Visions and Voices

This year, there’s going to be even more to do on the USC campus to broaden your mind, and several events which link USC with off campus venues such as theatres, museums, and performing arts centers. The (then) new Provost, Max Nikias, announced his “Arts and Humanities Initiative” in his installation speech last year, where he reminded us of USC’s core values and then said:

These core values represent USC at its very best. They form its foundation and drive every aspect of President Sample’s creative vision for our future. And so we must pointedly ask: how can the university incorporate the rigorous exploration of these values into each student’s experience at USC, regardless of discipline? I believe we should turn to the arts and humanities. These disciplines fully capture the values of the university and provide students with an outstanding opportunity to examine their own relationship to these values on a truly personal level. The arts and humanities bring these values to life- illuminating their complexities and nuances…

and that this series is intended to:

affirm what is most essential and most enduring within the human spirit.

He then invited faculty to write letters of intent (and later, proposals) describing programs that they might want to see (and help make) happen on campus. In collaboration with other colleagues, I put in three. Actually, as I type, I recall that I blogged about this last year in my “Three Proposals of Marriage” post.

Tara McPherson, KC, and cvjWell, one of them was selected! When a campus news story was being prepared to announce it, somehow the Annenberg School’s K.C. Cole, the Cinema-Television School’s Tara McPherson (who chaired the selection committee) and myself were chosen to be the poster children of the event. This explains the purpose of the photo shoot, about which I blogged some time ago at this link. We had some fun with it, you might recall. (Official photo they used is to the right; contrast, if you will, with the one I showed back then.)

You can find a lot about the events from the news story that Diane Krieger wrote, linked here. Here are all the events (not all the descriptions are totally accurate, including the one of our event):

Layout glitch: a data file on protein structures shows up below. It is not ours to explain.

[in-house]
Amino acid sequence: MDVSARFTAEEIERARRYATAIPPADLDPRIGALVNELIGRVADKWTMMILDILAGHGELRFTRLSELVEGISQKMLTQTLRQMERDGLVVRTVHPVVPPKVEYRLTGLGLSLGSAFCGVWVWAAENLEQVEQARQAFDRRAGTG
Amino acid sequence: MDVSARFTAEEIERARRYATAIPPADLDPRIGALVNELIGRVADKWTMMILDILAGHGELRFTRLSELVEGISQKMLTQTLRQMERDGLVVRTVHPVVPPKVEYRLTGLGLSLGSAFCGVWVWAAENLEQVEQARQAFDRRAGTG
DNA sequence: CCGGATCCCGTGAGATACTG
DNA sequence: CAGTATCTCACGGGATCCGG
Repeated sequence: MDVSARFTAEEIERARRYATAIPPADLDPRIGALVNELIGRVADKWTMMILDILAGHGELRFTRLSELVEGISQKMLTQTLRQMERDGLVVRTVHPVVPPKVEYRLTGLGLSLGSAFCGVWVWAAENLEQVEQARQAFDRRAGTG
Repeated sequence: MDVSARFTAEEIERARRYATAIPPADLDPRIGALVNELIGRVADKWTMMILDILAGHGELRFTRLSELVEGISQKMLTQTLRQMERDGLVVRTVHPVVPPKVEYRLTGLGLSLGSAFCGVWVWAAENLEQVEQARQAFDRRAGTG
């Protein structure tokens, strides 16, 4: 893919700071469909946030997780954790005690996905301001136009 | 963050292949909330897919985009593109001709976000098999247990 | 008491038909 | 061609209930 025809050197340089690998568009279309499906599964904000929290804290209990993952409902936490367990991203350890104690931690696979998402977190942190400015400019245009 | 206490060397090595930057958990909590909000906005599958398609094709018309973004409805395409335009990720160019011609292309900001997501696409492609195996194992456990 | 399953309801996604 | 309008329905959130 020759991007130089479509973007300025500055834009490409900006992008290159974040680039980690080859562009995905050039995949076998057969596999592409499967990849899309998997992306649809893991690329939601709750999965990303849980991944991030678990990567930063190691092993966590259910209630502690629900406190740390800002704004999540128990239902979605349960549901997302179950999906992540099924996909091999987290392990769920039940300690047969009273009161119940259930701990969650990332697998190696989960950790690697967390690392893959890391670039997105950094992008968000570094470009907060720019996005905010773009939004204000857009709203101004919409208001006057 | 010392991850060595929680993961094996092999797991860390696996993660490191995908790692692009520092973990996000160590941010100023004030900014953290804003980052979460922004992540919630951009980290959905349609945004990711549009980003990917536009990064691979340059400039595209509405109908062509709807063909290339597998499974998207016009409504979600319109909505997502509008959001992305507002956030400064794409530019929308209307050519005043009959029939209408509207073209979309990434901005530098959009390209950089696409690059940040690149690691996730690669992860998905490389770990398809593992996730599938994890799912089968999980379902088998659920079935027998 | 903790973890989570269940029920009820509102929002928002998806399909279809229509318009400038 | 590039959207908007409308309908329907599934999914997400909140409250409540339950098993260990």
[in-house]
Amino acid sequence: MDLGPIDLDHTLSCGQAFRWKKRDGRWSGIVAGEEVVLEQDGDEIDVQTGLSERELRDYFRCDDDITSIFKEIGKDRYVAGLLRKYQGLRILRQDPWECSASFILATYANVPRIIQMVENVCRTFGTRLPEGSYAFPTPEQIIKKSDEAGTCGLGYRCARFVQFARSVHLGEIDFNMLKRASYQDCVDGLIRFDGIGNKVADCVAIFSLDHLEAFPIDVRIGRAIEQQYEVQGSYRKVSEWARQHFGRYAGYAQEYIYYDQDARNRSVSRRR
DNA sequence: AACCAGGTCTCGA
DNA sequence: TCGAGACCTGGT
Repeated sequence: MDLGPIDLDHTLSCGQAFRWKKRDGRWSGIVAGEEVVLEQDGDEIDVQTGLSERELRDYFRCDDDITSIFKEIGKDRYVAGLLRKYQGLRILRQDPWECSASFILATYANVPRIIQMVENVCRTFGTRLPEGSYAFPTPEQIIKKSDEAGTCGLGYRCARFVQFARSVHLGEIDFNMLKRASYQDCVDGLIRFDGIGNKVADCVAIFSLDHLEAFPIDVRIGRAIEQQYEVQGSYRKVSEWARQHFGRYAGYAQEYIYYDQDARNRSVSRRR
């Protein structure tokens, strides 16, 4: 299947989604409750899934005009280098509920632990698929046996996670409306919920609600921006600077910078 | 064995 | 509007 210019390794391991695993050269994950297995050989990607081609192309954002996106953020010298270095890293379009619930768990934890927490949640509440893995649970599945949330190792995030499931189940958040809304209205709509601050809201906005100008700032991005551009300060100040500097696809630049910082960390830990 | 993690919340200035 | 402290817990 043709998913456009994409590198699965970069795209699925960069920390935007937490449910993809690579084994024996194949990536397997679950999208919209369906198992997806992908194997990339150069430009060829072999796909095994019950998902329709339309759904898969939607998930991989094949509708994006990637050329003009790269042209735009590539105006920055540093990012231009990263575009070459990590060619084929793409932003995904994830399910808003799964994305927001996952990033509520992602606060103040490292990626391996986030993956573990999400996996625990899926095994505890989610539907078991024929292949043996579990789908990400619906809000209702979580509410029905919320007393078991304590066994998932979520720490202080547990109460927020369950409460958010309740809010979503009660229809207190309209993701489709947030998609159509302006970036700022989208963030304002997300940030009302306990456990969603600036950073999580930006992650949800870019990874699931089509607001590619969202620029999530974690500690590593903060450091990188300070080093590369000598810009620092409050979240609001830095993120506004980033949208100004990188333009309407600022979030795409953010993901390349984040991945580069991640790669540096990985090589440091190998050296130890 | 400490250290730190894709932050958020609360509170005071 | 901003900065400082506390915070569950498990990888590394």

• “Global Culture,” artist residencies and panels with African American painter Iona Rozeal Brown and Korean American photographer Nikki S. Lee, organized by Richard Meyer (art history), Roberto Diaz (Spanish and Portuguese) and Selma Holo (art history/Fisher Gallery).

• “Transformations: Arts, Technology, Cognition, Perception,” exhibits, seminars and performances focusing on art and new media, organized by cinema-TV faculty Perry Hoberman, Steve Anderson, Anne Balsamo, Anne Friedberg, Richard Weinberg and Michael Naimark; Alice Gambrell (English), Douglas Thomas (communication) and Holly Willis (fine arts).

• “Building Value,” lecture, tour and symposium focusing on the impact of USC-trained architects on the Los Angeles built environment, organized by architecture faculty Amy Murphy and Kim Coleman.

• “Capturing Movement in Time and Space,” a workshop with dancer Mark Morris on the application of motion-capture technologies in modern dance, organized by Margo Apostolos (theater/dance) and Maja Mataric’ (computer science).

• “Light Everlasting,” a symposium on politics and art in Stalin’s Russia, organized by Slavic languages faculty members John Bowlt, Marcus Levitt, Sarah Pratt, Boris Wolfson and Tatiana Akishina; art historian and Fisher Gallery director Selma Holo; and curator Mark Konecny, curator of USC’s Institute of Modern Russian Culture.